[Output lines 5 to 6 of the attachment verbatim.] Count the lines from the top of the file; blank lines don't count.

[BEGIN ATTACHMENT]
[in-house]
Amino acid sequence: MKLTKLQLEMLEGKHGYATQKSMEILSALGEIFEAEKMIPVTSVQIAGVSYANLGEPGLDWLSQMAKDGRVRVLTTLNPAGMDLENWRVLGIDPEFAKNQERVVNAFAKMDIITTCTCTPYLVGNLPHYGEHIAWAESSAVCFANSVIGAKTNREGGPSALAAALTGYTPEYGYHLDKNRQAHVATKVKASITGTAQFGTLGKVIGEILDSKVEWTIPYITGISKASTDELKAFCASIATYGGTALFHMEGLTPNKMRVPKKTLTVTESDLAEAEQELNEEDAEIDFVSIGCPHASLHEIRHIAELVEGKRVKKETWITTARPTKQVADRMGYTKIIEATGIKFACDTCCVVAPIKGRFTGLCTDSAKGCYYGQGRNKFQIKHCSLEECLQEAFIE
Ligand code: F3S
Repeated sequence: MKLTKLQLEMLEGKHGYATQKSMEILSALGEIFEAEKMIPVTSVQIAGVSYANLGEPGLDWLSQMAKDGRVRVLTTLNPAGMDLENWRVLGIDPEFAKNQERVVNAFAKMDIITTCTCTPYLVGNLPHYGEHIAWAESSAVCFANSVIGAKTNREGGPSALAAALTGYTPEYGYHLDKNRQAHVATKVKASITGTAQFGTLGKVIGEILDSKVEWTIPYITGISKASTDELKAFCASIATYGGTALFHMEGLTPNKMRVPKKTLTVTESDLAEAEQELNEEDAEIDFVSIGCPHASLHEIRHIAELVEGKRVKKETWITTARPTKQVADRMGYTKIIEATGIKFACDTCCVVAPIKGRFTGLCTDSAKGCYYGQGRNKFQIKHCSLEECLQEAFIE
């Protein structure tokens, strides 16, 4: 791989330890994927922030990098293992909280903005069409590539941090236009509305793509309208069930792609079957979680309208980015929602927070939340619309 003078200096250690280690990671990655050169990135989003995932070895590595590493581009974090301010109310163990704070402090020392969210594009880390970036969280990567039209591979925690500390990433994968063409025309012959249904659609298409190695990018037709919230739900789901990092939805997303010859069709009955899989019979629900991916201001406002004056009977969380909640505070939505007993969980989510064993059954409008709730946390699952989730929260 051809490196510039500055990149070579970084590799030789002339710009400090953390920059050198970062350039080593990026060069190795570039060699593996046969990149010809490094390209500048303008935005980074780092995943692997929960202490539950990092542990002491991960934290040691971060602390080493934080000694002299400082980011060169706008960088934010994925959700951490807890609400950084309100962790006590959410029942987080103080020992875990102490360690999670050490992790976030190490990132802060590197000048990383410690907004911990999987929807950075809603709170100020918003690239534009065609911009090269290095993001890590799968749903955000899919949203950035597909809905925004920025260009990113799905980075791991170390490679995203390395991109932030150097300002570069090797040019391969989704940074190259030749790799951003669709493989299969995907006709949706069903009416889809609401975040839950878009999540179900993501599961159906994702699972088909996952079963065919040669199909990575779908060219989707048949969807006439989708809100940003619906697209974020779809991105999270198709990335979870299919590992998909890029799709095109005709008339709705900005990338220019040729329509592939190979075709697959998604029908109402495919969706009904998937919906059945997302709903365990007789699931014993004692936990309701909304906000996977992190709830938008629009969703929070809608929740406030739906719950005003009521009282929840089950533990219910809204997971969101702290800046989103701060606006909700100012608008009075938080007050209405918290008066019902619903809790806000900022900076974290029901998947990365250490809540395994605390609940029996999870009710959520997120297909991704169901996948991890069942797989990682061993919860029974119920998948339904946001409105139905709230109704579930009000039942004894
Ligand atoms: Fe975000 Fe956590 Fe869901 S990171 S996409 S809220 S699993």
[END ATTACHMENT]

């Protein structure tokens, strides 16, 4: 791989330890994927922030990098293992909280903005069409590539941090236009509305793509309208069930792609079957979680309208980015929602927070939340619309 003078200096250690280690990671990655050169990135989003995932070895590595590493581009974090301010109310163990704070402090020392969210594009880390970036969280990567039209591979925690500390990433994968063409025309012959249904659609298409190695990018037709919230739900789901990092939805997303010859069709009955899989019979629900991916201001406002004056009977969380909640505070939505007993969980989510064993059954409008709730946390699952989730929260 051809490196510039500055990149070579970084590799030789002339710009400090953390920059050198970062350039080593990026060069190795570039060699593996046969990149010809490094390209500048303008935005980074780092995943692997929960202490539950990092542990002491991960934290040691971060602390080493934080000694002299400082980011060169706008960088934010994925959700951490807890609400950084309100962790006590959410029942987080103080020992875990102490360690999670050490992790976030190490990132802060590197000048990383410690907004911990999987929807950075809603709170100020918003690239534009065609911009090269290095993001890590799968749903955000899919949203950035597909809905925004920025260009990113799905980075791991170390490679995203390395991109932030150097300002570069090797040019391969989704940074190259030749790799951003669709493989299969995907006709949706069903009416889809609401975040839950878009999540179900993501599961159906994702699972088909996952079963065919040669199909990575779908060219989707048949969807006439989708809100940003619906697209974020779809991105999270198709990335979870299919590992998909890029799709095109005709008339709705900005990338220019040729329509592939190979075709697959998604029908109402495919969706009904998937919906059945997302709903365990007789699931014993004692936990309701909304906000996977992190709830938008629009969703929070809608929740406030739906719950005003009521009282929840089950533990219910809204997971969101702290800046989103701060606006909700100012608008009075938080007050209405918290008066019902619903809790806000900022900076974290029901998947990365250490809540395994605390609940029996999870009710959520997120297909991704169901996948991890069942797989990682061993919860029974119920998948339904946001409105139905709230109704579930009000039942004894
Ligand atoms: Fe975000 Fe956590 Fe869901 S990171 S996409 S809220 S699993």